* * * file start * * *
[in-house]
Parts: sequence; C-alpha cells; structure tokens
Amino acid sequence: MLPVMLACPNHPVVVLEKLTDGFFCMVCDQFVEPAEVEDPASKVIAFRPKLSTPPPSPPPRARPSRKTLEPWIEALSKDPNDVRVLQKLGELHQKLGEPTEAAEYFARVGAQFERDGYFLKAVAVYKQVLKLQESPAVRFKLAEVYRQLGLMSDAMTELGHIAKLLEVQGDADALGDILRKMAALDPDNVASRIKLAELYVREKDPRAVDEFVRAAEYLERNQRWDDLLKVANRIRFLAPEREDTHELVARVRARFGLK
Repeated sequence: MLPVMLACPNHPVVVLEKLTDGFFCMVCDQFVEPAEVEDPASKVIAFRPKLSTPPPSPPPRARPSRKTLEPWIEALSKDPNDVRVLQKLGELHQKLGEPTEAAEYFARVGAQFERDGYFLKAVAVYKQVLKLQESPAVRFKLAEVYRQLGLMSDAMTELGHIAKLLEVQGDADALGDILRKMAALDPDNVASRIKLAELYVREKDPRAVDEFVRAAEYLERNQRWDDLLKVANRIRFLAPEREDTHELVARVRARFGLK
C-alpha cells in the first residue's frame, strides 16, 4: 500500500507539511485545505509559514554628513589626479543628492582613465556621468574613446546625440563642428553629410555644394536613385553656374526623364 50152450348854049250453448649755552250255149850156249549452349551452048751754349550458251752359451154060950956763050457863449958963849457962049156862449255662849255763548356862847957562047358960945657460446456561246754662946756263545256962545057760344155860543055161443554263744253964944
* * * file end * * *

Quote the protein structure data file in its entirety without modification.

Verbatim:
[in-house]
Parts: sequence; C-alpha cells; structure tokens
Amino acid sequence: MLPVMLACPNHPVVVLEKLTDGFFCMVCDQFVEPAEVEDPASKVIAFRPKLSTPPPSPPPRARPSRKTLEPWIEALSKDPNDVRVLQKLGELHQKLGEPTEAAEYFARVGAQFERDGYFLKAVAVYKQVLKLQESPAVRFKLAEVYRQLGLMSDAMTELGHIAKLLEVQGDADALGDILRKMAALDPDNVASRIKLAELYVREKDPRAVDEFVRAAEYLERNQRWDDLLKVANRIRFLAPEREDTHELVARVRARFGLK
Repeated sequence: MLPVMLACPNHPVVVLEKLTDGFFCMVCDQFVEPAEVEDPASKVIAFRPKLSTPPPSPPPRARPSRKTLEPWIEALSKDPNDVRVLQKLGELHQKLGEPTEAAEYFARVGAQFERDGYFLKAVAVYKQVLKLQESPAVRFKLAEVYRQLGLMSDAMTELGHIAKLLEVQGDADALGDILRKMAALDPDNVASRIKLAELYVREKDPRAVDEFVRAAEYLERNQRWDDLLKVANRIRFLAPEREDTHELVARVRARFGLK
C-alpha cells in the first residue's frame, strides 16, 4: 500500500507539511485545505509559514554628513589626479543628492582613465556621468574613446546625440563642428553629410555644394536613385553656374526623364 50152450348854049250453448649755552250255149850156249549452349551452048751754349550458251752359451154060950956763050457863449958963849457962049156862449255662849255763548356862847957562047358960945657460446456561246754662946756263545256962545057760344155860543055161443554263744253964944